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Daley Reflects On First Year Of Retirement

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Former Mayor Richard M. Daley talks about his first year of retirement, after speaking at a trade show at the Merchandise Mart on June 11, 2012. Daley left office in May 2011, after 22 years as mayor of Chicago. (Credit: CBS)

Former Mayor Richard M. Daley talks about his first year of retirement, after speaking at a trade show at the Merchandise Mart on June 11, 2012. Daley left office in May 2011, after 22 years as mayor of Chicago. (Credit: CBS)

Dorothy Tucker Dorothy Tucker
Dorothy Tucker has served as a reporter for CBS 2 Chicago since 1984....
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CHICAGO (CBS) – More than a year after leaving office, Richard M. Daley reflected on his time as mayor on Monday, and spoke about missing his late wife Maggie, missing everyday people, and even missing the media who covered him for almost a quarter century as mayor.

Daley was the keynote speaker Monday morning at NeoCon 2012, a furniture and interior design exposition at the Merchandise Mart.

CBS 2′s Dorothy Tucker reports the title of mayor might be gone, but Daley is still a highly sought-after representative of the city he once ran. Speaking engagements are on a long list of how Daley spends his time these days.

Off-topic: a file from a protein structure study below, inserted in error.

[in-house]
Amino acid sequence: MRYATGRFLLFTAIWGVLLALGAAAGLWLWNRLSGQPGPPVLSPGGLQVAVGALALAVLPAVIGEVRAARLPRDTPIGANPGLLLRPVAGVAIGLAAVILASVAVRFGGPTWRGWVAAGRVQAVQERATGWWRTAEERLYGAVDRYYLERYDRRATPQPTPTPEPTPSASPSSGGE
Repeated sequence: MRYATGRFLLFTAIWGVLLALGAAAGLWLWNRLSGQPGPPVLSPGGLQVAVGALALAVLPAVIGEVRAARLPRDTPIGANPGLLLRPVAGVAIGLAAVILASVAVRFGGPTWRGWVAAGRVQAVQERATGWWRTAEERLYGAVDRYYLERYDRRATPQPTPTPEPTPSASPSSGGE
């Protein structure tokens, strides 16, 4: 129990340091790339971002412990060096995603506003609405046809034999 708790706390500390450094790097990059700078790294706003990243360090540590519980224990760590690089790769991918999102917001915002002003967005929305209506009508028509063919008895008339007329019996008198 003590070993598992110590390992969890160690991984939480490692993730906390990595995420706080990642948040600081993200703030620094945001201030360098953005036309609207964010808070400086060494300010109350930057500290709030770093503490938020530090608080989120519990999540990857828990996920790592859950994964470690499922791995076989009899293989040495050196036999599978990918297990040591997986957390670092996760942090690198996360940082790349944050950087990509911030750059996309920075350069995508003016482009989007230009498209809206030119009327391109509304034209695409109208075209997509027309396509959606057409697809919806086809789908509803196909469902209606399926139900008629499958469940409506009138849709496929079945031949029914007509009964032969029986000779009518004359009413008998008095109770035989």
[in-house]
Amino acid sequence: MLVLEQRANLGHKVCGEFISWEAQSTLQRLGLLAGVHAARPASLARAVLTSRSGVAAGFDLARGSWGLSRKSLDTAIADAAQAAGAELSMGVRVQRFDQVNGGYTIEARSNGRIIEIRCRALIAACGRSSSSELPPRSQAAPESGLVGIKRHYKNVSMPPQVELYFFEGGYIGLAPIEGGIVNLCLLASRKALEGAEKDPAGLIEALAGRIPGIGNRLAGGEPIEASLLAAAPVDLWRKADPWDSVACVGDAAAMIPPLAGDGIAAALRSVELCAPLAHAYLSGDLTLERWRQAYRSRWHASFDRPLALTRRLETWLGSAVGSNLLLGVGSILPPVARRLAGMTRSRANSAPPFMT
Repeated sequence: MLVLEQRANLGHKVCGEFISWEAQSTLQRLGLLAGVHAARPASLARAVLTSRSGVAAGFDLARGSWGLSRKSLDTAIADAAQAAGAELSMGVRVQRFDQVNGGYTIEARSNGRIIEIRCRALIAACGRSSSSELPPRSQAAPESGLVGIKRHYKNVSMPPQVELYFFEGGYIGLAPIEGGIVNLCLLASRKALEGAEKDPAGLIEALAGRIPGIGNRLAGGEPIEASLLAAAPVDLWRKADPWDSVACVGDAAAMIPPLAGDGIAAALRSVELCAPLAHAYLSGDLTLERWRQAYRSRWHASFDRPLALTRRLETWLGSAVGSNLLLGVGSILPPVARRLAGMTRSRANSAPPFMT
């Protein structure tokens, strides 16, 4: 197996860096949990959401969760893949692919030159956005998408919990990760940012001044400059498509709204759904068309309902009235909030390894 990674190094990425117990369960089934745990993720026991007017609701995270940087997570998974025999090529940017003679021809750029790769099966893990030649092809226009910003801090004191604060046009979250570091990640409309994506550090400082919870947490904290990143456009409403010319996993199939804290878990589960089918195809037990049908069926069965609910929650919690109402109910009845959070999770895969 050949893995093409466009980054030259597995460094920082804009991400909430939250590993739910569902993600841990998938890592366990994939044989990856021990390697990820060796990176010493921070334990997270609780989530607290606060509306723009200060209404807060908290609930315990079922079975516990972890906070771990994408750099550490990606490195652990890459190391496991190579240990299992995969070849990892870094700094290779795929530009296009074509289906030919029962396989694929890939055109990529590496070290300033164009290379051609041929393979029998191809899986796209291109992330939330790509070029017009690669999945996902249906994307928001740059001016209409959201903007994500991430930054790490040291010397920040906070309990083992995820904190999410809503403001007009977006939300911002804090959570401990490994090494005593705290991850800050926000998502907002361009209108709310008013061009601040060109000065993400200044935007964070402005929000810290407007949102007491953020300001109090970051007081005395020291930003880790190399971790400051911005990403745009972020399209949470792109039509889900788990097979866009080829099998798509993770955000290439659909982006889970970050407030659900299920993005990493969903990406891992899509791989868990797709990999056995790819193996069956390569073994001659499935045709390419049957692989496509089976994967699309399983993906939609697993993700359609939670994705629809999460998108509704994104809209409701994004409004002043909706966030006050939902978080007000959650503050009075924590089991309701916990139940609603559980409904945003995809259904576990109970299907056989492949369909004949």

“I’m always up early, and so of course I work out. And then, I’m with the Katten (Muchin Rosenman LLP) law firm, which I really respect, and we just opened up an office in Shanghai,” Daley said. “So I keep busy with lecturing at the University of Chicago, (and serving on) the Coca-Cola board.”

It’s a full schedule, though not as hectic as the six or seven days a week he worked as mayor, which he admitted he sometimes misses.

“What I miss most as Mayor after 22 years, is that Saturday exposure to the real people of the city of Chicago,” Daley said of his regular Saturday appearances at various community events in Chicago, such as anti-violence marches. “These people are extraordinary; fighting gangs, guns and drugs.”

Asked what else he misses about his time as mayor, Daley jokingly said, “the press.”

Without the press jamming microphones and cameras in his face on a regular basis, everyday people get a chance to take pictures.

Daley appeared happy and relaxed.

He said he’s in good health, and he voluntarily talked briefly about life without his wife of 41 years.

“Of course I miss Maggie,” Daley said. “I met people in 22 years in this city, they’re exceptional people. So, I keep in contact in so many different ways with them. I think that’s what makes Chicago so great, its people.”

NeoCon is the country’s largest contract furniture trade show for businesses. It runs through Wednesday at the Merchandise Mart.

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